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Space Sim -- Orienting AI ships to pursue target

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Hello Everyone,


My main question has to do with the AI ship's movement system. I know that I want a 'simple' On Rails system where ships move only in the direction they are pointed.

With regards to that, I would like to know how alignment rotations are generally calculated.

For example:

I have a ship facing some direction at some point in space and I want to it too yaw/pitch to face a target position. How does this look in code or pseudo code when using radial rotations and a maximum turning speed on each axis of rotation?

The way I had been trying to go about it was to calculated the ship's desired orientation and do angular comparisons between desired alignment planes and my ship's current planes, though I never got it working.

I also messed around with using half-space comparisons to determine whether the target was above/below or left/right of my AI. This worked nicely but once the alignment was close, I wasn't sure how not to continually overshoot my target and then rotate back. (it ended up facing the right direction and jittering back and forth very very quickly)

I am trying to do this all with the idea of building blocks in mind. I'd like to have things be reusable so that I can combine a handful of behaviors into more complex behaviors. (though that may be too much to worry about at this point.)

I would really appreciate any help with regards to this, and would welcome any suggestions regarding AI design for space combat sims as this is my first foray into this type of development.

Thanks everyone

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I'm not too pro at AI's, so I can't give many suggestions. However, I can help out with this problem I believe.

It sounds like you are treating each rotation separately, so that makes it easier. Let's focus on pitch. Yaw is exactly the same, and can be done at the same time.

So, your space ship currently has a certain pitch, which I will call P, and the pitch that he wants to have, I will call Q. We just need to figure out how to get from P to Q without going faster than your speed limit.
Here is some pseudo-code for one possible solution:


if (P + max_speed <= Q)
P = P + max_speed
else if (P - max_speed >= Q)
P = P - max_speed
else
P = Q


max_speed is the maximum rotation speed. The reason we test if (P + max_speed <= Q) is because we want to add max_speed as long as it does not shoot above Q. If it would shoot above Q, it is instead set equal to Q. If that made sense, that solves your "jittering back and forth" problem.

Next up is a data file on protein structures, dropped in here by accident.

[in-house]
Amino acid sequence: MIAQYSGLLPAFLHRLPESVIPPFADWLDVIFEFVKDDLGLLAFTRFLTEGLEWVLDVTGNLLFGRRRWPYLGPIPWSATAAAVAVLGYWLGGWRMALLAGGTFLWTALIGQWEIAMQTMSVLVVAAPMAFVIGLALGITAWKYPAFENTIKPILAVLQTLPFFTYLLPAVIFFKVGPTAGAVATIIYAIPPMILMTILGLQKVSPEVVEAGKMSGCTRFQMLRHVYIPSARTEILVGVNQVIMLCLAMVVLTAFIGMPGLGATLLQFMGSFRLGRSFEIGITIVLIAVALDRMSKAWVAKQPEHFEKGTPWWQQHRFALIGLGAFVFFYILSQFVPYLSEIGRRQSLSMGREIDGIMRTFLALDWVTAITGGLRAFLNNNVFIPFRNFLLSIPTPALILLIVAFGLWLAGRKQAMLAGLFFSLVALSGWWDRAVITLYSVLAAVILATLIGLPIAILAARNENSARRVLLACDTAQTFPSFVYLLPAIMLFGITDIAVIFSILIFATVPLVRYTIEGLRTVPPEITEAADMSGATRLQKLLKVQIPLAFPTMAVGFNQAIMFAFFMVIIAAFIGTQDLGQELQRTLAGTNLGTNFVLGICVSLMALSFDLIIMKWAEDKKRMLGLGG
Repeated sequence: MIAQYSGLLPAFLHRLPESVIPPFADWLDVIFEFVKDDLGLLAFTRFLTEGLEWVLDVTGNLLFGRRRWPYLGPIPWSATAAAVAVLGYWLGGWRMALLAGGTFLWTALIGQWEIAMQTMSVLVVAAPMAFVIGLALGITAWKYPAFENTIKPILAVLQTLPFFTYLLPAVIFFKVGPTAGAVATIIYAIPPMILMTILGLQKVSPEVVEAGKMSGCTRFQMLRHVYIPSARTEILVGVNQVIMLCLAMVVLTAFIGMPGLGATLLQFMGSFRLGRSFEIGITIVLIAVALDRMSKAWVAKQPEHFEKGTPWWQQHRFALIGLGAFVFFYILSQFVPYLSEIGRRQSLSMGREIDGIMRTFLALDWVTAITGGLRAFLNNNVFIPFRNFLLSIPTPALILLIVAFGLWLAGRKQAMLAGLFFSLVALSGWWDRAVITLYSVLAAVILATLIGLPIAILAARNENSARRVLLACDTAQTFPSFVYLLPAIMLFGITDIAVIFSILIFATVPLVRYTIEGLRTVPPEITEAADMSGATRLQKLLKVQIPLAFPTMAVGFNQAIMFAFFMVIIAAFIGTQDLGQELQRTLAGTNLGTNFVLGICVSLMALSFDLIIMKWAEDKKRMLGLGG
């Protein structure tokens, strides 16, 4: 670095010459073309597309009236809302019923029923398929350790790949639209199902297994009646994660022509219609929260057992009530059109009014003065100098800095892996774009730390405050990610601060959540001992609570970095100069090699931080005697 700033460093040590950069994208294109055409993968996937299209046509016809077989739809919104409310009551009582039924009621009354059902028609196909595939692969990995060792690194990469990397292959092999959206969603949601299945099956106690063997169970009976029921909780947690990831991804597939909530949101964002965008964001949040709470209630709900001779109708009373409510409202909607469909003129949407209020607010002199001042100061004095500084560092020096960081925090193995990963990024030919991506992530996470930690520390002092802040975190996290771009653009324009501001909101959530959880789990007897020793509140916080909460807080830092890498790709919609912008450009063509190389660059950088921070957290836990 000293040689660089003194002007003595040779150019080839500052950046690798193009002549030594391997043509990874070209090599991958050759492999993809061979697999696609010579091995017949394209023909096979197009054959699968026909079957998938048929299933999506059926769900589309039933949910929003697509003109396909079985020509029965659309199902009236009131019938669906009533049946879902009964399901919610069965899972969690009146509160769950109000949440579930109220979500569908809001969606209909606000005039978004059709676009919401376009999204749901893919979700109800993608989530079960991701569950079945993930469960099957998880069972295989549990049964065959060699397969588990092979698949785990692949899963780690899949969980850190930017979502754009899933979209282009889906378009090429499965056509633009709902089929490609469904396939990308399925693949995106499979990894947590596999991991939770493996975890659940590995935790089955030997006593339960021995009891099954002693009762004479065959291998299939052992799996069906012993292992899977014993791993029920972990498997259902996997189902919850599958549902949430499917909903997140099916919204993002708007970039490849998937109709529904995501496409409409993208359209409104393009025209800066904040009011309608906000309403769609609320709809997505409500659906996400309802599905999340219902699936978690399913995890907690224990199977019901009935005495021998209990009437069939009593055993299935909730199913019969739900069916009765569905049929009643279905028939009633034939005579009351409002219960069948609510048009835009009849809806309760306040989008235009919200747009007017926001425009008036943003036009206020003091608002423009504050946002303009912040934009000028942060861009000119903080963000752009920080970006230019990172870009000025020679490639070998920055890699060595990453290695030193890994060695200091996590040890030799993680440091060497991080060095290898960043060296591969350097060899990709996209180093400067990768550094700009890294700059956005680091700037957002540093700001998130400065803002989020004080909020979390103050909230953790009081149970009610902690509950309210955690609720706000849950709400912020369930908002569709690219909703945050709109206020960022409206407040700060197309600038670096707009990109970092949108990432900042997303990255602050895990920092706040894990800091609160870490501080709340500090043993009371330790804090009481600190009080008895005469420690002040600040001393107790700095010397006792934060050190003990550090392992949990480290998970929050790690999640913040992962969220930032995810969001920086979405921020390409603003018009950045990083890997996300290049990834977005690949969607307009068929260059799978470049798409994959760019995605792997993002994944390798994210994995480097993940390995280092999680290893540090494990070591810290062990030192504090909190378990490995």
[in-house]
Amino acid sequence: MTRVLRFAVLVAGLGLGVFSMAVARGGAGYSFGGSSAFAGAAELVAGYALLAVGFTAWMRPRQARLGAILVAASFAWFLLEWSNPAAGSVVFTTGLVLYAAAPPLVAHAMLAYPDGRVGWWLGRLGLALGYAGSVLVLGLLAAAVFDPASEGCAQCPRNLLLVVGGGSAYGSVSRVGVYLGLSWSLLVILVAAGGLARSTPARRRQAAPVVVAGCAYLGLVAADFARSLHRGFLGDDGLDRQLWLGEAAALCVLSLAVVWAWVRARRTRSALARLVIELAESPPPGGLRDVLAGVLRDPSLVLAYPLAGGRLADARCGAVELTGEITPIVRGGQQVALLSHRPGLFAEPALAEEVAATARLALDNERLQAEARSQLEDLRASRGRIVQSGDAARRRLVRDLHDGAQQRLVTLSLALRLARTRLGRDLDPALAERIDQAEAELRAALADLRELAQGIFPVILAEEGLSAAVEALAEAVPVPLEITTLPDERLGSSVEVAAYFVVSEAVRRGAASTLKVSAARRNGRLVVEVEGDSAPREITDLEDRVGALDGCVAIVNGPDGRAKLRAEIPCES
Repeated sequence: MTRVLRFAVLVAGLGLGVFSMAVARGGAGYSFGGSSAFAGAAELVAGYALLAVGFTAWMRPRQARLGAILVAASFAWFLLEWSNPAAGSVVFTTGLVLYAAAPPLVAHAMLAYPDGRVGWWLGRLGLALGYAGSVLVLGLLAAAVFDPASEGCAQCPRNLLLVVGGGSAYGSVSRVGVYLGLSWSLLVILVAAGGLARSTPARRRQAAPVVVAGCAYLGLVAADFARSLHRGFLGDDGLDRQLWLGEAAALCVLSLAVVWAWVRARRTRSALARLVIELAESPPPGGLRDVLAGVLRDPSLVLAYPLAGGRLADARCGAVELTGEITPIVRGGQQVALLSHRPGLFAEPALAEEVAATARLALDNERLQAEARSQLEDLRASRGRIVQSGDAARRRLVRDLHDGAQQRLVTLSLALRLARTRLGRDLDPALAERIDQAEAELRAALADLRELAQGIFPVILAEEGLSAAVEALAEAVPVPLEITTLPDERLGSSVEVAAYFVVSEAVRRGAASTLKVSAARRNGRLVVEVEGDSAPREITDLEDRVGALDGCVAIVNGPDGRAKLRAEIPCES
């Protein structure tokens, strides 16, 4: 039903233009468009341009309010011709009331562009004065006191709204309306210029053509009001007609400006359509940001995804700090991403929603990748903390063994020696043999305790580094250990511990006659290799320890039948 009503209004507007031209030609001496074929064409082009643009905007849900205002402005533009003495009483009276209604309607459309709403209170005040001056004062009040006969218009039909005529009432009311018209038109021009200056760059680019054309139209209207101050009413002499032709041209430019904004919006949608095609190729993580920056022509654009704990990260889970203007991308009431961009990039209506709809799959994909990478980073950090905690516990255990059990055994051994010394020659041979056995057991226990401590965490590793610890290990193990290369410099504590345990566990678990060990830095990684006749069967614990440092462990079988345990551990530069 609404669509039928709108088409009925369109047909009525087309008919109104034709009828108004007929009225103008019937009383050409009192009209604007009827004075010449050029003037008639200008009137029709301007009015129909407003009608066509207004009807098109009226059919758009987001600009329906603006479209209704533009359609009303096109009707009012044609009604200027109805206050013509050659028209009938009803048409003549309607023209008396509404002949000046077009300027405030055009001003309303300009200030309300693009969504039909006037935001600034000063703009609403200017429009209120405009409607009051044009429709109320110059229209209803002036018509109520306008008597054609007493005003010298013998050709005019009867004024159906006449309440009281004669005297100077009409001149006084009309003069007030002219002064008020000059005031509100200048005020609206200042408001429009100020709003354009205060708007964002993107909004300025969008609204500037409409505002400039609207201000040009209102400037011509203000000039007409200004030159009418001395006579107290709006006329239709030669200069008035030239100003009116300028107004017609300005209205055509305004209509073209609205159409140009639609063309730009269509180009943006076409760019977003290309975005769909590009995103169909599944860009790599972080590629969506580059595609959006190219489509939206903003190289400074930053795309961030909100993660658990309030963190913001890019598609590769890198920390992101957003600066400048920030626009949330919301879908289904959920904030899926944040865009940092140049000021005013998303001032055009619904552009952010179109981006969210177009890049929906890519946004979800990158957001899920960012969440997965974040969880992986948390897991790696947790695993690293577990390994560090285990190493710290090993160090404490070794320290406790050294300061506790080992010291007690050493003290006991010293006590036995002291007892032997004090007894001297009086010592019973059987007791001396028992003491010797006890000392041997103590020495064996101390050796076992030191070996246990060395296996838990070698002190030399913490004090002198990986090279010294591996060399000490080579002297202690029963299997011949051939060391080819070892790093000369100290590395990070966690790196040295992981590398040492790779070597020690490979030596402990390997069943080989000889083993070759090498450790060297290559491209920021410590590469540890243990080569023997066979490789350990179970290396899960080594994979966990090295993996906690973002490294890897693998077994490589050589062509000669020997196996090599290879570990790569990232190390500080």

Just a quick note, I would suggest an acceleration-based method, which looks similar to the above, but controls velocity instead of rotation directly. This just makes it look smoother, but I recommend you get working code before going fancy.


EDIT:


The way I had been trying to go about it was to calculated the ship's desired orientation and do angular comparisons between desired alignment planes and my ship's current planes, though I never got it working.


[/quote]

Upon a reread of your post, it seems that perhaps your issue is actually just calculating the correct angles. This may be a little complex in 3d, depending on your math skills. Say the position of your ship is A and the target ship is B.

The direction you want your ship to face is B - A, and we want to find this vector's rotation around the x-axis (for pitch; yaw is around the y-axis). In order to do this, we need to project the vector onto the YZ-plane. Then you just find the rotation of this 2d vector using a simple 2d rotation on the YZ-plane.

So in code:


Vector3 direction = B - A

Angle pitch = arctan (direction.y / direction.z)
Angle yaw = arctan (direction.z / direction.x) // assuming that a 0 degree yaw means you are facing the z-direction

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I always used a fairly simple vector-based approach; if enemy is at P and you're at Q, orient towards the vector (P - Q). If you have a good math library at your disposal (and who doesn't these days?) this is pretty trivial to write. The gist of it is in bpx95's post already.

As for steering, look up "steering behaviors" for the AI side. Particularly, look into "boids" and "arrival forces" - that'll give you the basics on how to gently adjust towards (and eventually arrive at) a target position/orientation without jittering.

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